The results were mixed. Switching between Dalvik and ART made much more of a difference, as did manually inlining all of the functions together. The best result with Dalvik was without Proguard, and was 3.11x slower than the best C implementation. The best result with ART was with Proguard, and was 2.44x slower than the best C implementation. If we compare the normal Java version to the best C result, we get a 5.02x slowdown with ART and a 14.45x slowdown with Dalvik.
It does look like the performance of Java will be getting a lot better once ART becomes widely deployed; instead of huge slowdowns, we’ll be seeing between 3x and 5x, which does make a difference. I can already see the improvements when sorting and displaying ListViews in UI code, so this isn’t just something that affects niche code like audio DSP filters.
Desktop results (just for fun)
Just like last time, again, here are some desktop results, just for fun. These tests were run on a 2.6 GHz Intel Core i7 running OS X 10.9.3.
|Implementation||Execution environment||Compiler||Shorts/second||Relative speed
(higher is better)
|C||Java SE 1.6u65 JNI||gcc 4.9||129,909,662||7.36|
|C||Java SE 1.6u65 JNI||clang 3.4||96,022,644||5.44|
|Java||Java SE 1.8u5 (+XX:AggressiveOpts)||82,988,332||4.70|
|Java (tuned)||Java SE 1.8u5 (+XX:AggressiveOpts)||79,288,025||4.50|
|Java||Java SE 1.8u5||64,964,399||3.68|
|Java (tuned)||Java SE 1.8u5||64,748,201||3.67|
|Java (tuned)||Java SE 1.6u65||63,965,575||3.63|
|Java||Java SE 1.6u65||53,245,864||3.02|
As on the Nexus 5, the C implementation compiled with gcc dominates; however, I’m very impressed with where Java ended up!
I used the following compilers with optimization flags -march=native -ffast-math -O3:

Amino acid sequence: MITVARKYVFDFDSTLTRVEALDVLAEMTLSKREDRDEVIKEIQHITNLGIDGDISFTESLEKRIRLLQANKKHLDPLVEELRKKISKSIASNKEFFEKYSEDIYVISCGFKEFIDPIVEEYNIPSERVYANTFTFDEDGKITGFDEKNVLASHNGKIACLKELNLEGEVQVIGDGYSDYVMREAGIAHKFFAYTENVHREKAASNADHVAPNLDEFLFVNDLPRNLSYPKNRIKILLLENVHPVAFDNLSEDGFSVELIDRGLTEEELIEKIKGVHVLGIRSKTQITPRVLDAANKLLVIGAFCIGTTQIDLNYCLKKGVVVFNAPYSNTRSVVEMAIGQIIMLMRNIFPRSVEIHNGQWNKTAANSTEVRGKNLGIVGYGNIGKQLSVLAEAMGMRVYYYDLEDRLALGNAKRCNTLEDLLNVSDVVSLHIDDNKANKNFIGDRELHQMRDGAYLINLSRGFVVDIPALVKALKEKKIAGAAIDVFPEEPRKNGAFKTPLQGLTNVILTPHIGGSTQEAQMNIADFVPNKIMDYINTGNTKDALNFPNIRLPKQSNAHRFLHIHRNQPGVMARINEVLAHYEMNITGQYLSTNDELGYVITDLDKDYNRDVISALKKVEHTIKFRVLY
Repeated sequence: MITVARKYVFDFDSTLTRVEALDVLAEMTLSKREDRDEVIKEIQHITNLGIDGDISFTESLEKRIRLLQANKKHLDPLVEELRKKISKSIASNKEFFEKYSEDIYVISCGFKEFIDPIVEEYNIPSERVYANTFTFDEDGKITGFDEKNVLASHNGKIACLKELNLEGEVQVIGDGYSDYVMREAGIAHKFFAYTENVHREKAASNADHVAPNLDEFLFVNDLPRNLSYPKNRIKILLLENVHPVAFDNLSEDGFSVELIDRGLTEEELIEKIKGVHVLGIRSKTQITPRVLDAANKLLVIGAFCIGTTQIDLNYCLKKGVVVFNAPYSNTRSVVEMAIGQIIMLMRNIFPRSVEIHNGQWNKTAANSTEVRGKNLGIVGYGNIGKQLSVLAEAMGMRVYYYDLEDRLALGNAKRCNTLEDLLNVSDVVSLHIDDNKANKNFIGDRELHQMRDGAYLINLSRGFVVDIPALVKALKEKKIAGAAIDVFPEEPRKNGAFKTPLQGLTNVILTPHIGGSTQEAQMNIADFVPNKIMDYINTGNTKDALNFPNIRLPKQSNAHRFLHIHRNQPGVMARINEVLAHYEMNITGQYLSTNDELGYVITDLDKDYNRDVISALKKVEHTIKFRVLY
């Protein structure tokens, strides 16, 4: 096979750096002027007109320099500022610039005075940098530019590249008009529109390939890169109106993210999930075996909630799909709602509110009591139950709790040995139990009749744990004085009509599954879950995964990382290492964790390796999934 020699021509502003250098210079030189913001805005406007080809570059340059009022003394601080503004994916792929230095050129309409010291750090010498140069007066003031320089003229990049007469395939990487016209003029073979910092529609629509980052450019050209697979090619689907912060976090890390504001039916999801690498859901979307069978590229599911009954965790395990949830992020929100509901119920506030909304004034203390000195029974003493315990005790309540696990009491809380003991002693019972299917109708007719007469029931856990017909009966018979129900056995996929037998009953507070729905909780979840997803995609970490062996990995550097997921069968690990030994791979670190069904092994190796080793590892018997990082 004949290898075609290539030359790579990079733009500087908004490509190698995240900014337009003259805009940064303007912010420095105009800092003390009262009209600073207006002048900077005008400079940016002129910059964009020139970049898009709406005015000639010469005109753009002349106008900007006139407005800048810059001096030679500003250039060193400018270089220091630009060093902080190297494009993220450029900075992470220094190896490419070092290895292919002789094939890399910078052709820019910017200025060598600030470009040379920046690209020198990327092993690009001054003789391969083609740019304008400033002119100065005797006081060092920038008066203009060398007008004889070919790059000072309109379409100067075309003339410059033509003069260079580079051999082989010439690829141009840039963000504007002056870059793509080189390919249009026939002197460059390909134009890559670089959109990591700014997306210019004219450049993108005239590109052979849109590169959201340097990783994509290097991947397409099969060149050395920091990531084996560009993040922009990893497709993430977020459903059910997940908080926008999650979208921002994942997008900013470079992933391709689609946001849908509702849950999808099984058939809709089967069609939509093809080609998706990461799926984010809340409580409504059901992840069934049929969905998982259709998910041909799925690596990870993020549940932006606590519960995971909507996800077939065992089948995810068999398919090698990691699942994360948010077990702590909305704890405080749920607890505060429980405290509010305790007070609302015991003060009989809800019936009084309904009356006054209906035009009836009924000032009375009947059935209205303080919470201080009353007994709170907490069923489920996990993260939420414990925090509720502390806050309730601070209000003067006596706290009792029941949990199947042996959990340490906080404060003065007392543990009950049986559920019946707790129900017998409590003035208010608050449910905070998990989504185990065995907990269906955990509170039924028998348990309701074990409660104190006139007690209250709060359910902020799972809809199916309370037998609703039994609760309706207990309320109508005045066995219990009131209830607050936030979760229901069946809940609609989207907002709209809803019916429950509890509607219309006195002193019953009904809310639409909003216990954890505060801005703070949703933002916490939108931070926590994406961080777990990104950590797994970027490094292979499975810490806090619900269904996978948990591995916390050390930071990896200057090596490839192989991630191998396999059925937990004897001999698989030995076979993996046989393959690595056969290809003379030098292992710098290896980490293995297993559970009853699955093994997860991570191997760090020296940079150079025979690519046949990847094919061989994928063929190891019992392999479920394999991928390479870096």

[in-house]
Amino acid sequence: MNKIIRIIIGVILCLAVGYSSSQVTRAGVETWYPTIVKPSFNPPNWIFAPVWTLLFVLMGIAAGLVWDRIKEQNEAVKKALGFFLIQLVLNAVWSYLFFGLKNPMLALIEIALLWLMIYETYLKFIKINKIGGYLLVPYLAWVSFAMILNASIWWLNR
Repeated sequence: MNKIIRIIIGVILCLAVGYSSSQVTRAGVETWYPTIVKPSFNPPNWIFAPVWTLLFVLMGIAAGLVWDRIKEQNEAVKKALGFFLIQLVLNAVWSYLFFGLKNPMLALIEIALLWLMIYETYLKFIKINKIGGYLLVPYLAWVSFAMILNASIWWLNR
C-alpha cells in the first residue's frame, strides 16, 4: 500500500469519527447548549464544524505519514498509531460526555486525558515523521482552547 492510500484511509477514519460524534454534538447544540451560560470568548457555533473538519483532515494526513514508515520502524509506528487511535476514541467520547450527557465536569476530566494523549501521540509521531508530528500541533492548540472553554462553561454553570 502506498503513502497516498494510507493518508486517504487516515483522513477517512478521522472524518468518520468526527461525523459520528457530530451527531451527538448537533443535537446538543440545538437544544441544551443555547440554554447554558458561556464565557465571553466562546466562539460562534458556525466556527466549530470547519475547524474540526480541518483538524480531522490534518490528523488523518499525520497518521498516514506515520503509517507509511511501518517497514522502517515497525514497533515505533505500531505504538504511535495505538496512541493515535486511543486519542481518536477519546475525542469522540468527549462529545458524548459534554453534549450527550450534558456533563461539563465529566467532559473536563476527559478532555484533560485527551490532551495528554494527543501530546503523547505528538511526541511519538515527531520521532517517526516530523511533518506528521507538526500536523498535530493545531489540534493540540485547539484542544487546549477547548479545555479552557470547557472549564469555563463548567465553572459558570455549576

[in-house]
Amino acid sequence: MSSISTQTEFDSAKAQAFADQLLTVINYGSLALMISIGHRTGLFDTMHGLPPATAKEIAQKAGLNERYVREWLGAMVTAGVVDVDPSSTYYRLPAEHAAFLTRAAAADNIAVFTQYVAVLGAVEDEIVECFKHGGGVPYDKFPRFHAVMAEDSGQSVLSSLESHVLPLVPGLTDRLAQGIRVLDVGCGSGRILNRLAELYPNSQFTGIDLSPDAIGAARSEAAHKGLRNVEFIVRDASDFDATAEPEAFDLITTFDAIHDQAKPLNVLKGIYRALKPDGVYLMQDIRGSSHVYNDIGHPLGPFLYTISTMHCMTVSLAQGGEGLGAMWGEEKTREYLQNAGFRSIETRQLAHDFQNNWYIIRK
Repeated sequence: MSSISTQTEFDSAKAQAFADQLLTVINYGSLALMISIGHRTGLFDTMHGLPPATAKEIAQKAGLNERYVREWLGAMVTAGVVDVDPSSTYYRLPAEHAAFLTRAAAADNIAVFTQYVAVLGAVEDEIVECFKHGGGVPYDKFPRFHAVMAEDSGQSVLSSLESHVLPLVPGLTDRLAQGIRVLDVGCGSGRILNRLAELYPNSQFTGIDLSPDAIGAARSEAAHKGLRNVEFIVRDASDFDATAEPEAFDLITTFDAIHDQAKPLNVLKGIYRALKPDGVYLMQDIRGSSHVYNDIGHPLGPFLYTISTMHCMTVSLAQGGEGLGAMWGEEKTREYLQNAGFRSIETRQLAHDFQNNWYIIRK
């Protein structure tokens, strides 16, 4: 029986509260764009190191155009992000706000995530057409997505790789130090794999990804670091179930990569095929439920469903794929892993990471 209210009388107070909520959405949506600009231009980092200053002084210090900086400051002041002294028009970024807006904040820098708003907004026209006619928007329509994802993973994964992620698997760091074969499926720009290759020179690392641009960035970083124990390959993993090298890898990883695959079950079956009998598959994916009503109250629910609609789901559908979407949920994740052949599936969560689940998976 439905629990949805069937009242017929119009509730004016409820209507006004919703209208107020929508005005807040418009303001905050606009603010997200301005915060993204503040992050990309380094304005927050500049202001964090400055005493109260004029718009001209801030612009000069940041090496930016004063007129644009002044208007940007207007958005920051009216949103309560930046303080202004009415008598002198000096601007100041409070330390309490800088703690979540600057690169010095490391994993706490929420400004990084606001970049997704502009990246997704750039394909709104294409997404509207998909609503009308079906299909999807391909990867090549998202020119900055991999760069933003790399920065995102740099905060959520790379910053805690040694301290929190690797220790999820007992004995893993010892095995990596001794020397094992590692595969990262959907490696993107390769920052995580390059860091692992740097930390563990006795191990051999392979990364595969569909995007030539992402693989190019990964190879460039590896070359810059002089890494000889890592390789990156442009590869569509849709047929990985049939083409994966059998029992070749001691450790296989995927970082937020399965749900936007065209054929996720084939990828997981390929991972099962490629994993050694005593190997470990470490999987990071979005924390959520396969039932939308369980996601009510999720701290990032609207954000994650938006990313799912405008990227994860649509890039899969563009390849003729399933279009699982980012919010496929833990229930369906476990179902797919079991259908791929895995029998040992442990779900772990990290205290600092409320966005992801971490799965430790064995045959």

- Apple LLVM version 5.1 (clang-503.0.40) (based on LLVM 3.4svn)
- gcc version 4.9.0 20140416 (prerelease) (MacPorts gcc49 4.9-20140416_2)
As on the Nexus 5, gcc’s generated code is much faster than clang’s; perhaps this will change in the future but for now, gcc is still the king. I also find it interesting that the gap between the best run time here and the best run time on the Nexus 5 is similar to the gap between C and ART on the Nexus 5. Not so far apart, they are!
I’m also impressed with the latest Java for OS X. While manually inlining all of the functions together was required for an improvement on Java 1.6, the manually-inlined version was actually slower on Java 1.8. This shows that not only is this sort of code abuse no longer required on the latest Java, but also that the compiler is smarter than we are at optimizing the code.
Adding +XX:AggressiveOpts to Java 1.8 sped things up even more, almost closing the gap with clang! That is very impressive in my eyes, since Java has an old reputation of being a slow language, but in some cases and situations, it can be almost as fast as C if not faster.
The worst Java performance is 2.43x slower than the best C performance, which is about the same relative difference as the best Java performance on Android with ART. Performance differences aren’t always just about language choice; they can also be very dependent on the quality of implementation. At this time, the Google team has made different trade-offs which place ART at around the same relative level of performance, for this specific test case, as Java 1.6. The improved performance of Java 1.8 on the desktop shows that it’s clearly possible to close up the gap on Android in the future.
Explore the code!
The project can be downloaded at GitHub: https://github.com/learnopengles/dsp-perf-test. To compile the code, download or clone the repository and import the projects into Eclipse with File->Import->Existing Projects Into Workspace. If the Android project is missing references, go to its properties, Java Build Path, Projects, and add “JavaPerformanceTest”.
The results are written to “PerformanceTest/” on the device’s default storage, so please double-check that you don’t have anything there before running the tests.
So, what do you think? Does it make sense to drop down into native code? Or are native languages a relic of the past, and there’s no reason to use anything other than modern, safe languages? I would love to hear your feedback.